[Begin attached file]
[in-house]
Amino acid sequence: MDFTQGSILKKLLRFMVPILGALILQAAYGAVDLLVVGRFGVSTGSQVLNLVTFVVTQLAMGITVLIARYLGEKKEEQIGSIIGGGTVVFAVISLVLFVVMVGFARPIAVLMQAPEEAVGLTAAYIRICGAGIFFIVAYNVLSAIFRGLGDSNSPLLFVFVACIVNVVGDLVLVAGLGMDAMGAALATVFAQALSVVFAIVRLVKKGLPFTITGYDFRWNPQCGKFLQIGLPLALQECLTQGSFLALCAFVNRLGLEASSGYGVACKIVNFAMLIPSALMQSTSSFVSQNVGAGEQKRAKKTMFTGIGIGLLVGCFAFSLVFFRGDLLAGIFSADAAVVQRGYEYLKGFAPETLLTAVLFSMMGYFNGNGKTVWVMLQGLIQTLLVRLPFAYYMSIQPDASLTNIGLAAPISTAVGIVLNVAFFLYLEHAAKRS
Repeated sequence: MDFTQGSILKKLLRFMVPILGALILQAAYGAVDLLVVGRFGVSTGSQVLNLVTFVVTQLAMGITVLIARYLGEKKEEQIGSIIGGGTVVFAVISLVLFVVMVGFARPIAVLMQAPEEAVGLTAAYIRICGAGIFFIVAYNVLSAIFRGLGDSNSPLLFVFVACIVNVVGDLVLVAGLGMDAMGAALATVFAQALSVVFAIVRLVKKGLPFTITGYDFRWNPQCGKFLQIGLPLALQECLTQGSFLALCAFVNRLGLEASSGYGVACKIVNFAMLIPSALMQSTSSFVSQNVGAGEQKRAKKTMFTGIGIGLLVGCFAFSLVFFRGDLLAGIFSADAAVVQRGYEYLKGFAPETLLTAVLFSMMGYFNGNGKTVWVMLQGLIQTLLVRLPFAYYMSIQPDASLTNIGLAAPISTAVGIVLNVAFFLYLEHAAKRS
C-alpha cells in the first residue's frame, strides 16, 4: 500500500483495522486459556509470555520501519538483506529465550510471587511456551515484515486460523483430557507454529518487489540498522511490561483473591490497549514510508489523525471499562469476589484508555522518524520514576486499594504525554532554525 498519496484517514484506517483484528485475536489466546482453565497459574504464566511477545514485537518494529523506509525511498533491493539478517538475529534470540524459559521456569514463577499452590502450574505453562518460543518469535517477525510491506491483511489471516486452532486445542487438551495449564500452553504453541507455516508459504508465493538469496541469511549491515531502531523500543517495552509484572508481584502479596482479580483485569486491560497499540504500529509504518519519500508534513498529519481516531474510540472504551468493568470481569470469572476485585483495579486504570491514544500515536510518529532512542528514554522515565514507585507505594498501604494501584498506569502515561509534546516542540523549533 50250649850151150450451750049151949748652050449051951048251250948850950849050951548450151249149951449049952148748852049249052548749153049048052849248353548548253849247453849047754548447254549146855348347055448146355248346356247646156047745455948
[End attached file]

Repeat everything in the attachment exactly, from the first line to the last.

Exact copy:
[in-house]
Amino acid sequence: MDFTQGSILKKLLRFMVPILGALILQAAYGAVDLLVVGRFGVSTGSQVLNLVTFVVTQLAMGITVLIARYLGEKKEEQIGSIIGGGTVVFAVISLVLFVVMVGFARPIAVLMQAPEEAVGLTAAYIRICGAGIFFIVAYNVLSAIFRGLGDSNSPLLFVFVACIVNVVGDLVLVAGLGMDAMGAALATVFAQALSVVFAIVRLVKKGLPFTITGYDFRWNPQCGKFLQIGLPLALQECLTQGSFLALCAFVNRLGLEASSGYGVACKIVNFAMLIPSALMQSTSSFVSQNVGAGEQKRAKKTMFTGIGIGLLVGCFAFSLVFFRGDLLAGIFSADAAVVQRGYEYLKGFAPETLLTAVLFSMMGYFNGNGKTVWVMLQGLIQTLLVRLPFAYYMSIQPDASLTNIGLAAPISTAVGIVLNVAFFLYLEHAAKRS
Repeated sequence: MDFTQGSILKKLLRFMVPILGALILQAAYGAVDLLVVGRFGVSTGSQVLNLVTFVVTQLAMGITVLIARYLGEKKEEQIGSIIGGGTVVFAVISLVLFVVMVGFARPIAVLMQAPEEAVGLTAAYIRICGAGIFFIVAYNVLSAIFRGLGDSNSPLLFVFVACIVNVVGDLVLVAGLGMDAMGAALATVFAQALSVVFAIVRLVKKGLPFTITGYDFRWNPQCGKFLQIGLPLALQECLTQGSFLALCAFVNRLGLEASSGYGVACKIVNFAMLIPSALMQSTSSFVSQNVGAGEQKRAKKTMFTGIGIGLLVGCFAFSLVFFRGDLLAGIFSADAAVVQRGYEYLKGFAPETLLTAVLFSMMGYFNGNGKTVWVMLQGLIQTLLVRLPFAYYMSIQPDASLTNIGLAAPISTAVGIVLNVAFFLYLEHAAKRS
C-alpha cells in the first residue's frame, strides 16, 4: 500500500483495522486459556509470555520501519538483506529465550510471587511456551515484515486460523483430557507454529518487489540498522511490561483473591490497549514510508489523525471499562469476589484508555522518524520514576486499594504525554532554525 498519496484517514484506517483484528485475536489466546482453565497459574504464566511477545514485537518494529523506509525511498533491493539478517538475529534470540524459559521456569514463577499452590502450574505453562518460543518469535517477525510491506491483511489471516486452532486445542487438551495449564500452553504453541507455516508459504508465493538469496541469511549491515531502531523500543517495552509484572508481584502479596482479580483485569486491560497499540504500529509504518519519500508534513498529519481516531474510540472504551468493568470481569470469572476485585483495579486504570491514544500515536510518529532512542528514554522515565514507585507505594498501604494501584498506569502515561509534546516542540523549533 50250649850151150450451750049151949748652050449051951048251250948850950849050951548450151249149951449049952148748852049249052548749153049048052849248353548548253849247453849047754548447254549146855348347055448146355248346356247646156047745455948